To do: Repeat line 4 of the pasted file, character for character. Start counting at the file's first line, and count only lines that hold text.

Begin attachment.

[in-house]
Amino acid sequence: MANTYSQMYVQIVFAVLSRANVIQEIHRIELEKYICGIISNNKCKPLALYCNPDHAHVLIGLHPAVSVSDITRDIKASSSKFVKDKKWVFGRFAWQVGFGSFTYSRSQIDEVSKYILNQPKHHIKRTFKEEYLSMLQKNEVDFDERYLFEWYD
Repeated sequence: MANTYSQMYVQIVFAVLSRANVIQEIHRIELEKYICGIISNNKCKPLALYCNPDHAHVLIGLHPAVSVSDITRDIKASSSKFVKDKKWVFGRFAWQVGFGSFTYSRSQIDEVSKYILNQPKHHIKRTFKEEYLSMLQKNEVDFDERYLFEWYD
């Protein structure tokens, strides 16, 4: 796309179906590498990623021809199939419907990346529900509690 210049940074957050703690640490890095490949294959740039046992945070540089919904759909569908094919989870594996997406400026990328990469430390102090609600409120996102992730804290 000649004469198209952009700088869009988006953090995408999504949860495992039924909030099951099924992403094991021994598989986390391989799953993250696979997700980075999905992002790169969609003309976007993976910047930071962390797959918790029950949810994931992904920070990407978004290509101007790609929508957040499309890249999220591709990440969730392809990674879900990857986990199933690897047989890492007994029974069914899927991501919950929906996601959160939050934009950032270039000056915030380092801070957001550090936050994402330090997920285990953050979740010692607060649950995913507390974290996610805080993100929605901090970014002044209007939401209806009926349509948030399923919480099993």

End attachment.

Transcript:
């Protein structure tokens, strides 16, 4: 796309179906590498990623021809199939419907990346529900509690 210049940074957050703690640490890095490949294959740039046992945070540089919904759909569908094919989870594996997406400026990328990469430390102090609600409120996102992730804290 000649004469198209952009700088869009988006953090995408999504949860495992039924909030099951099924992403094991021994598989986390391989799953993250696979997700980075999905992002790169969609003309976007993976910047930071962390797959918790029950949810994931992904920070990407978004290509101007790609929508957040499309890249999220591709990440969730392809990674879900990857986990199933690897047989890492007994029974069914899927991501919950929906996601959160939050934009950032270039000056915030380092801070957001550090936050994402330090997920285990953050979740010692607060649950995913507390974290996610805080993100929605901090970014002044209007939401209806009926349509948030399923919480099993």